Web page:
Jacksonville police say they have surveillance video of four teens wanted in connection with attacking a disabled man and another man in Arlington with an hour of each other on Tuesday.
The teens are believed to have been playing what's called the "knockout game," in which the object is to try to knock someone out in one punch.
Police are not releasing the surveillance video because they say the teens are juveniles and are protected by privacy laws. Even if they are arrested, police say they won't be able to share that information if they are younger than 18, which isn't sitting well with one of the victims.
Michael Carraway said he's living in fear since being attacked at the Hess gas station.
"We get to where we don't even know if we want to leave the house unless we have two people," he said.
Carraway said he's afraid that he or a member of his family could be victimized again.
As Carraway was pumping gas Tuesday evening, he said, a teenager snuck up behind him and attempted to knock him out with one punch.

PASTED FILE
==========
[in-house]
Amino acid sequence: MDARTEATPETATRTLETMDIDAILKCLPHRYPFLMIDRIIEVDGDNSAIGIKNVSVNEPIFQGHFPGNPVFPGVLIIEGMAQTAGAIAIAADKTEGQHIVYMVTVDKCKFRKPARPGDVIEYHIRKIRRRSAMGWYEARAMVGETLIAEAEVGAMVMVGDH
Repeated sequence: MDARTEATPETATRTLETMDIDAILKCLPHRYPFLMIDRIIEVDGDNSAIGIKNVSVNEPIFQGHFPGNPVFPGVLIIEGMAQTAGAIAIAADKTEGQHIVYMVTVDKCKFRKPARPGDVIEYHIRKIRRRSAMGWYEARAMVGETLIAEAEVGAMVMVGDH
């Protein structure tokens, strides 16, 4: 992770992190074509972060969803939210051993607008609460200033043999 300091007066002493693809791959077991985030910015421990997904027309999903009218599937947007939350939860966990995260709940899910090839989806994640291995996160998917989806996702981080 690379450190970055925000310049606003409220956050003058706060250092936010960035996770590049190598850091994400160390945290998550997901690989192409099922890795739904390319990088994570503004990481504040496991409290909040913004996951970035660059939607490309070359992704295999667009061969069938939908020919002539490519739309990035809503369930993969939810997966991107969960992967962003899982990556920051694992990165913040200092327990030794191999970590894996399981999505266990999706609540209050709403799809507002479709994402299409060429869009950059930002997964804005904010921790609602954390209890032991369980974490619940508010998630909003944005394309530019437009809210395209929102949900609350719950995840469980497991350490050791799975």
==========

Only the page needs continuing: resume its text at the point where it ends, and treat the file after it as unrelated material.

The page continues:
"Things went dark a little bit and I went to my knees a little bit," he said.
Carraway, who suffered a stroke last year, said the punch to the side of his face has affected his speech and his recovery. He said the teens responsible should be treated like adults because one punch can kill.
"I don't think they should be treated as juveniles," Carraway said. "At 15 years old, they know what they were doing. They intentionally did this. No, they should be tried as an adult."
Less than an hour after that attack, another man said he was assaulted while at a Redbox outside a nearby Walgreens.
Police said they have good quality surveillance video of the teens, who also had a dog with them.
"Patrol officers are taking that video to neighborhood schools," Jacksonville Sheriff's Office spokeswoman Melissa Bujeda said. "We are trying to identify those individuals. The kids did have a small, white dog, a small dog on a leash, so it's probably a family pet of one of the individuals."
Officers said they've also received several Crime Stoppers tips.
Carraway has a message for whoever attacked him.
"I would say to them, 'Stop. Grow up before you hurt someone and ruin your life as well as someone else's,'" he said.
Anyone with any information about the incidents is asked to call Crime Stoppers at 866-845-TIPS.